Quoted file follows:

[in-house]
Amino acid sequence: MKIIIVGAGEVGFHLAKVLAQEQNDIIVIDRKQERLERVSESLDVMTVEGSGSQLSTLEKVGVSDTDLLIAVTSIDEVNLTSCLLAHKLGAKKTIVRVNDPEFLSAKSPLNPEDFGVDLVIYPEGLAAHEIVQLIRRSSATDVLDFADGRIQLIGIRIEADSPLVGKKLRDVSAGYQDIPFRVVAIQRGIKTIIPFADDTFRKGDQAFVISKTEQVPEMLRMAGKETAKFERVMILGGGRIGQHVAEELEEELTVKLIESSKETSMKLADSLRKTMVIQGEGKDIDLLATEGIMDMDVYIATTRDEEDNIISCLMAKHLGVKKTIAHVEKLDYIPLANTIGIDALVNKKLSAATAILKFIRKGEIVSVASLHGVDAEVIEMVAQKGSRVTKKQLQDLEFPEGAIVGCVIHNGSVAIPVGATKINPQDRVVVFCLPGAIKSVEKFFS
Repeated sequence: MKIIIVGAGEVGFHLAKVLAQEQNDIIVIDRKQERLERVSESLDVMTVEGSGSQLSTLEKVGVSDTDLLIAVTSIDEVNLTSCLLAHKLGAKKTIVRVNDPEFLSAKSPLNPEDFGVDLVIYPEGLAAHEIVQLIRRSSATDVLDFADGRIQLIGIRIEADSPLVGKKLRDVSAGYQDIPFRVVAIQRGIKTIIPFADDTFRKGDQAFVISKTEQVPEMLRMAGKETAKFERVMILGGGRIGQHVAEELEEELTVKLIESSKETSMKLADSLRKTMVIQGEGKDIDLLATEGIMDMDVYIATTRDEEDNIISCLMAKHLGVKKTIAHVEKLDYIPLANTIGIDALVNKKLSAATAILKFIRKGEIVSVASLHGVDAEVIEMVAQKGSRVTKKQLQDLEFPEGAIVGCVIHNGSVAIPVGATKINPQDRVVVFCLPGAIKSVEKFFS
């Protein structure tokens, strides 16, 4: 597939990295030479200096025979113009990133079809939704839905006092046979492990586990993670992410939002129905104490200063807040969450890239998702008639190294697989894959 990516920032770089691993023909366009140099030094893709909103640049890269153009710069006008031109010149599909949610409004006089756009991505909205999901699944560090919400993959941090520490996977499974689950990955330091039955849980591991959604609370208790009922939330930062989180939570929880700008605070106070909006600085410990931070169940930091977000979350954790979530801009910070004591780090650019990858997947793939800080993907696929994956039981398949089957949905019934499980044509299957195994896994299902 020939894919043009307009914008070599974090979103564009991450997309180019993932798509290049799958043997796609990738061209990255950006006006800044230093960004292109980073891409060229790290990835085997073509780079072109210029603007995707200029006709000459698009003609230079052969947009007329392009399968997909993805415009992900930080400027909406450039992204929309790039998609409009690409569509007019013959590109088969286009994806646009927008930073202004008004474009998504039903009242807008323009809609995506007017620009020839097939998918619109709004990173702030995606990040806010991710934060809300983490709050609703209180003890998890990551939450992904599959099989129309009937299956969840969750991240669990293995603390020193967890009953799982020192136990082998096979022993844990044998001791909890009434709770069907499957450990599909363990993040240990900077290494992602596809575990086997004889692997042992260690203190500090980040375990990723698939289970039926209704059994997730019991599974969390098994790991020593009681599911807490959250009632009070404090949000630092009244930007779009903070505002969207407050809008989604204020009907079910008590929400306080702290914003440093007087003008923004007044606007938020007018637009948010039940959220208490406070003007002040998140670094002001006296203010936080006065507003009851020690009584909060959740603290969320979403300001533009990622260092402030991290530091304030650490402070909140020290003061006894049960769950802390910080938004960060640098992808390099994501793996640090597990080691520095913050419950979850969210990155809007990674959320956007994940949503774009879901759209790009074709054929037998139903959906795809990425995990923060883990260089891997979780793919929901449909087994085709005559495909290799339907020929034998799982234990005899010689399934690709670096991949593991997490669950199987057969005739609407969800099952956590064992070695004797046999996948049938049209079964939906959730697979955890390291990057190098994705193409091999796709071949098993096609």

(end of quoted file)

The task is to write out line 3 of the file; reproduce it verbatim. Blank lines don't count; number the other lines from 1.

Repeated sequence: MKIIIVGAGEVGFHLAKVLAQEQNDIIVIDRKQERLERVSESLDVMTVEGSGSQLSTLEKVGVSDTDLLIAVTSIDEVNLTSCLLAHKLGAKKTIVRVNDPEFLSAKSPLNPEDFGVDLVIYPEGLAAHEIVQLIRRSSATDVLDFADGRIQLIGIRIEADSPLVGKKLRDVSAGYQDIPFRVVAIQRGIKTIIPFADDTFRKGDQAFVISKTEQVPEMLRMAGKETAKFERVMILGGGRIGQHVAEELEEELTVKLIESSKETSMKLADSLRKTMVIQGEGKDIDLLATEGIMDMDVYIATTRDEEDNIISCLMAKHLGVKKTIAHVEKLDYIPLANTIGIDALVNKKLSAATAILKFIRKGEIVSVASLHGVDAEVIEMVAQKGSRVTKKQLQDLEFPEGAIVGCVIHNGSVAIPVGATKINPQDRVVVFCLPGAIKSVEKFFS